Facebook users who say their personal data was misused, potentially to distort the last US election, will find out on Tuesday whether they can squeeze more information out of a quickly evaporating company that played a role: Cambridge Analytica.
The political consulting firm is winding down both in the UK, its home country, and in a New York Chapter 7 bankruptcy case. Some of the dozens of Facebook users who sued it and Facebook in district court this year as “data breach plaintiffs” to ask a US bankruptcy judge if they can gather more information about Cambridge Analytica’s finances.
At stake is whether there’s any value to claim if they succeed in their lawsuits, which are still in early stages. One topic of interest, the data breach group says, is Emerdata, a company that bought 89.5% in Cambridge Analytica from chief executive officer Alexander Nix and Cambridge Analytica affiliates just before the bankruptcy.
“In any case where a debtor engages in these kinds of transactions in advance of a Chapter 7 filing, it sparks interest,” Michael Etkin, a lawyer for the data breach group, said in a phone interview.
Etkin declined to comment on what types of claims they could make. But under bankruptcy law, assets transferred out of an estate just before a filing can sometimes be clawed back.
Emerdata, said to be under court administration, is also a figure of interest to British lawmakers, who last month recommended it be investigated amid concerns that Kremlin-backed groups used social media to influence elections.
While Emerdata may be winding down, another company, Data Propria, has hired some former Cambridge Analytica executives. It is bringing in revenue for its parent company CloudCommerce since being formed in February 2018, according to CloudCommerce’s regulatory filings.
The Associated Press has reported that it is run by former Cambridge Analytica officials and is working on President Donald Trump’s 2020 re-election campaign. CloudCommerce didn’t return a message seeking comment.
The data breach group represents only some Facebook members who have sued. In the around 25 similar cases that were recently consolidated in a California court, members allege Cambridge Analytica mounted a “massive data mining campaign” on 87 million Facebook users, and may have used the data when it worked on President Trump’s campaign in 2016.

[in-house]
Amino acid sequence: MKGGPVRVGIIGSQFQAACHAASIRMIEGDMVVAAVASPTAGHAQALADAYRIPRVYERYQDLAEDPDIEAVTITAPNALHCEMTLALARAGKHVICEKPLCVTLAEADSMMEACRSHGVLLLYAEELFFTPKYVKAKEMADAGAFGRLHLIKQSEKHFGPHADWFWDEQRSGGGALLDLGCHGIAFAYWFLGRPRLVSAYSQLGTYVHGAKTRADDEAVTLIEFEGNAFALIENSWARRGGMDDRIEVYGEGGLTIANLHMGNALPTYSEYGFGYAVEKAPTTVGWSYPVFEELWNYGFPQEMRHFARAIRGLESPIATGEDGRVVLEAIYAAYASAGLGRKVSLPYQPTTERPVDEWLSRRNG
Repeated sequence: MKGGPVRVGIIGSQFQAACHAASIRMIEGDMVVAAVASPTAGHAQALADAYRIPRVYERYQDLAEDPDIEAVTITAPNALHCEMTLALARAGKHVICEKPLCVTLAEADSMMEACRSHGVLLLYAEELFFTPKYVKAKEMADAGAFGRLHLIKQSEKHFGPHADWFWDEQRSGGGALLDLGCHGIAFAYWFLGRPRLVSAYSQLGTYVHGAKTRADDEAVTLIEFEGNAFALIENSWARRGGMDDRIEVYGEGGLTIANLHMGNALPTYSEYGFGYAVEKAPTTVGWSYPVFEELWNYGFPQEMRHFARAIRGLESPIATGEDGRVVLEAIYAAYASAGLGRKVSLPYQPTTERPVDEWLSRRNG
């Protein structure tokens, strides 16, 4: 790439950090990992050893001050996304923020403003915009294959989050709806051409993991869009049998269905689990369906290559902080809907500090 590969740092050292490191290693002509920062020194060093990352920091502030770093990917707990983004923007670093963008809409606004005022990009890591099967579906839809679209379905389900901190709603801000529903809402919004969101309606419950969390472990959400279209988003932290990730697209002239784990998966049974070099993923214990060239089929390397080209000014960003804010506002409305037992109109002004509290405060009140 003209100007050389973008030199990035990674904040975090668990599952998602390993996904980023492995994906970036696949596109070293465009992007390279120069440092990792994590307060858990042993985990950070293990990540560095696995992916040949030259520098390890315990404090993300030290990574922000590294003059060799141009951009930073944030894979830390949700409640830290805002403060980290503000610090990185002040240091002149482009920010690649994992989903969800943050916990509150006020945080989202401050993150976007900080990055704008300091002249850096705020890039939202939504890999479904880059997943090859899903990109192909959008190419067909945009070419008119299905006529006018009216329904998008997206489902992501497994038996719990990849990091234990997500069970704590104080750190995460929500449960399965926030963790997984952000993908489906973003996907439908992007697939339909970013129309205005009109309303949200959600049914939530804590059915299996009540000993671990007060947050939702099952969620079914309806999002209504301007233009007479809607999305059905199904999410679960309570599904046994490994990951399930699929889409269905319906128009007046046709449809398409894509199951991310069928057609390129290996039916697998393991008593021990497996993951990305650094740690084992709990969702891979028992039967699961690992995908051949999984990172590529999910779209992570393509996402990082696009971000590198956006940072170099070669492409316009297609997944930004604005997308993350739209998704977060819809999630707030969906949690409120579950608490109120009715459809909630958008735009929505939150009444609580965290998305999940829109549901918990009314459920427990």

The suits question Facebook’s role and seek damages from either company for what they say were invasion of privacy and increased risk of theft and data breaches.
Cambridge Analytica, Facebook and a trustee overseeing the case all filed objections to the group’s requests in bankruptcy court. Cambridge Analytica said it can’t comply with them because it doesn’t have employees and doesn’t possess the information sought. Facebook said it doesn’t know whether Cambridge Analytica currently possesses any Facebook user data – despite Cambridge Analytica having already said the data was destroyed.
Facebook added that an order in the California suit already covers the issue. The trustee said the claims may run afoul of his attorney-client privilege.
Facebook users shot back in court filings that they’ve identified “numerous other causes for concern” since they first made their request.
They cited a lack of clarity about the company’s assets in the case so far and the statement made by CEO Julian Wheatland that he’s unsure whether he or other representatives have continued access to web-based accounts, or whether a customer list exists.
Also, they noted, Wheatland was directed not to answer questions when it came to whether the company had actual possession of user information.
Cambridge Analytica’s backers have included the Mercer family. Its bankruptcy petition was signed by board members Rebekah Mercer and Jennifer Mercer, daughters of former New York hedge fund manager Robert Mercer.
His family backed Donald Trump for president and helped reshape American conservative politics.
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